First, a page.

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Drugs and Drug Treatments ATG, Cyclosporine, Revlimid, Vidaza, Dacogen, ...

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  #1  
Old Thu Aug 22, 2013, 09:57 PM
TonyBegg TonyBegg is offline
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Rituximab for AA/PNH?

Karin has had PNH (39% clone) for 23 years. July 5th this year she desperately needed RBC and platelet transfusions for the first time (was yellow from bilirubin a break-down product of hemoglobin). We are trying Papaya Leaf extract to stabilize the thrombocytopenia (early days yet but platelets stable at 17000 this week and last week). LDH is 630, neutrophils 0.75 x 10^9 / Liter, normal marrow cellularity. Have seen two case studies in which Rituximab dramatically reduced/eliminated the PNH clone, one was AA/PNH and the other was non-Hodgkin's Lymphoma/PNH (where Rituximab was used with heavy chemo). Dr Brodksy at Johns Hopkins did an in vitro study of Rituximab and PNH B-cells - cytotoxicity of Rituximab is higher for PNH B-cells because of absence of GPI-anchor, but he does not see it as a treatment for PNH. T-cell suppression tends to favor the PNH clone but the AA/PNH case study author suggests the opposite is the case for B-cells. Another paper suggests that persistent B-cells can trigger the T-cells that cause autoimmune diseases like AA. There has been a Phase II trial for Rituximab and moderate AA (NCT 00229619) although I cannot find results for it. Would be great if treating the AA with this not-so-toxic regimen (Rituximab) also put the PNH into remission. Q. Does anyone out there know anything about this treatment for AA/PNH?? I am aware of Eculizumab but that does not treat the thrombocytopenia and can lead to an increase in the PNH clone because it stops lysis of PNH cells, and is a lifetime commitment whereas Rituximab involves short courses with gaps in-between - only 2 in the AA/PNH case study. Of course if thrombosis is occurring you had better be on it!
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Old Fri Aug 23, 2013, 10:24 AM
curlygirl curlygirl is offline
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Tony,
This is very interesting. My son has SAA with a 19% PNH clone. He had ATG in July and is on Cyclosporine, we are waiting to see if it works. I have always had in the back of my head that his SAA may be B rather than T cell related. I.e. rather than his T cells being the problem that his T cells are reacting to a problem being caused by his B cells. The reason I say this is that two years ago my son had a common childhood B cell autoimmune response to some unnammed virus, he had Henoch–Schönlein purpura (HSP). He got the purpura and the swelling that goes along with it, but recovered from it fine in less than a month with no lasting complications. Then last summer he had a very sight relapse - had a few spots on his legs but not the swelling or arthritis. Recovered nicely in a couple of days. Then he got sick in April (looking back probably started in March) with a nasty upper respiratory virus (he tested positive for Rhino-virus or enterovirus, the test didn't distinguish which it was) and came down with Aplastic Anemia. He began to recover on his own in May but then went downhill again, and when he did his viral symptoms from April came back. My suspicion is that his body has a B-cell overreaction to viruses. We went to three hospitals for consultations and each hematologist I talked to doesn't know of a connection between the two (HSP or AA) or why that would happen. Of course HSP is much more common than AA. I actually asked once why different auto-immune diseases caused by many of the same factors are treated with different drugs, e.g. Rituximab, Intravenous immunoglobulin (IVIG), etc. I would have liked to have tried Rituximab. At the same time I realize that our doctors are hematologists, not immunonogists, and luckily all of the doctors I've talked to are very good at treating AA patients, and really my son needed to be treated ASAP. But I probably need to talk to an immunologist at a large university, mainly for my own curiosity at this point since we already did the ATG.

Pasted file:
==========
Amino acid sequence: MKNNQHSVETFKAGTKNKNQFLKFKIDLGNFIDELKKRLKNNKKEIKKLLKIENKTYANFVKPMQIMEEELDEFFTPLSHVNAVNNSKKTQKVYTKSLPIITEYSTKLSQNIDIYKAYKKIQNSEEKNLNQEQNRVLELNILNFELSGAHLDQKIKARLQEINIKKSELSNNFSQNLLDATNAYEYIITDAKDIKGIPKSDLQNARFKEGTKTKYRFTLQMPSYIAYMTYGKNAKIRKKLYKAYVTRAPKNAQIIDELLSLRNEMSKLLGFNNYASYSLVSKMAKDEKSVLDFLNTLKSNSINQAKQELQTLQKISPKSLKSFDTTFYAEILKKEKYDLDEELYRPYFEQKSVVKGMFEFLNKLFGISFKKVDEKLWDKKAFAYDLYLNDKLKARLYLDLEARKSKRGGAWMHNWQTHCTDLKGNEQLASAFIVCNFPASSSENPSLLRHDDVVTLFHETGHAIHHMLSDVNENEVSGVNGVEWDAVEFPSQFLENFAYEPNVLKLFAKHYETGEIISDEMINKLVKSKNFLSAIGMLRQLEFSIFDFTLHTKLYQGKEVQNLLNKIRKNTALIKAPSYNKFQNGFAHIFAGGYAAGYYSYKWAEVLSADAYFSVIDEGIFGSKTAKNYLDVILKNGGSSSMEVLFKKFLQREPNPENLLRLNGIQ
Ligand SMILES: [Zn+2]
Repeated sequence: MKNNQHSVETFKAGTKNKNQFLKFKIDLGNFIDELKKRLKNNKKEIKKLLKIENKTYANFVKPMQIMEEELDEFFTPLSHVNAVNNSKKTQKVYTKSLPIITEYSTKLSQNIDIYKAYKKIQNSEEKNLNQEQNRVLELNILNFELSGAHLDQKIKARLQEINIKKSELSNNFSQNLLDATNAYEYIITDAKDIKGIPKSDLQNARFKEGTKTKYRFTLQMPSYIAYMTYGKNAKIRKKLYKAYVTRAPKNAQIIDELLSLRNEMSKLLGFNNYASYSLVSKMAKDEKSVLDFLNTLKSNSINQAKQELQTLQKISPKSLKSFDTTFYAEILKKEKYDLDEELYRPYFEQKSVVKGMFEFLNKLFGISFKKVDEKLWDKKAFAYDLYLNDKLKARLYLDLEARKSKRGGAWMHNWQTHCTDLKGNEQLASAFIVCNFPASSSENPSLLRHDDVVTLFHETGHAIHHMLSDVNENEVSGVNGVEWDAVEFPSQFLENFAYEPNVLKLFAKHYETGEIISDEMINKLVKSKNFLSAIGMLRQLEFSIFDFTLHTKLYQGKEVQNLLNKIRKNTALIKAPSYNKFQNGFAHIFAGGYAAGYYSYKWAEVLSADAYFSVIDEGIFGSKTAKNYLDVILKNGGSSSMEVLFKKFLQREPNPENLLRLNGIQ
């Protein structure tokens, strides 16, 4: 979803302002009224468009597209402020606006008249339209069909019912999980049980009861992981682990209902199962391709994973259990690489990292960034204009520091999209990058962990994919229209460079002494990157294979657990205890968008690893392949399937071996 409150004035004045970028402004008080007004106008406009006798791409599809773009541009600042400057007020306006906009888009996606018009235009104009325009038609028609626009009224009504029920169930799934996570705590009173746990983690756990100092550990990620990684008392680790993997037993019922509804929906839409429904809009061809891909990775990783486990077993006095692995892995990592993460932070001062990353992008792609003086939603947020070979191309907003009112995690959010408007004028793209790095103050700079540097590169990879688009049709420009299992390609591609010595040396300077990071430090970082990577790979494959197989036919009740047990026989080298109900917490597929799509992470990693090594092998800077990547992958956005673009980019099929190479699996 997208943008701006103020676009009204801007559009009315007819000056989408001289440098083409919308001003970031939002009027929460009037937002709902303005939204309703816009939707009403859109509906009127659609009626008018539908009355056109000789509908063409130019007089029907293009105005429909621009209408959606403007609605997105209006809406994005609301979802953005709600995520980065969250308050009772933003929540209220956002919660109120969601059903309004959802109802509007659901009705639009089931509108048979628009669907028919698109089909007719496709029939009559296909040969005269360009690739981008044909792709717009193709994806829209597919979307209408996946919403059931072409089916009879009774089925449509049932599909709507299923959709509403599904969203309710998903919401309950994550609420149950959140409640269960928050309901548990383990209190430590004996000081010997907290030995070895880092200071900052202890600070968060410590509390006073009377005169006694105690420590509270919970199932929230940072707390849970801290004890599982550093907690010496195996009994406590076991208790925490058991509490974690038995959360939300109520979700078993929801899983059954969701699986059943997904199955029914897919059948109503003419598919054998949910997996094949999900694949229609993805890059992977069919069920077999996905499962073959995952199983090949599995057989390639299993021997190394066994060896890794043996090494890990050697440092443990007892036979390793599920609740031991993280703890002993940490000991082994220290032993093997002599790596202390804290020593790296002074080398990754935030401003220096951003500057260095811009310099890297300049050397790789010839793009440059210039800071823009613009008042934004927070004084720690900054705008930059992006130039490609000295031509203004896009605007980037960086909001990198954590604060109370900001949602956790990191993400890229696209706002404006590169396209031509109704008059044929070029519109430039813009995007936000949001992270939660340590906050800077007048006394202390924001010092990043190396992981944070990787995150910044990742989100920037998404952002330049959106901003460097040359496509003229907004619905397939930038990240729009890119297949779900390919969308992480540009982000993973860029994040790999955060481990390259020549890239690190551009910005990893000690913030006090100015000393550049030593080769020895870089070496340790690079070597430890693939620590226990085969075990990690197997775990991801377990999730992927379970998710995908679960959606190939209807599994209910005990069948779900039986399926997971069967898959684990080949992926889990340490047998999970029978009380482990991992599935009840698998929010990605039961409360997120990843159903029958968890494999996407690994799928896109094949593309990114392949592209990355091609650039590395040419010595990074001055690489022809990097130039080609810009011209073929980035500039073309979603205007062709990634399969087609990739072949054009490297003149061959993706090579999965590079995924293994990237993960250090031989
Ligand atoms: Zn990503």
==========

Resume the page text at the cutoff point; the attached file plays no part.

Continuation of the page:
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Old Sat Aug 24, 2013, 07:41 AM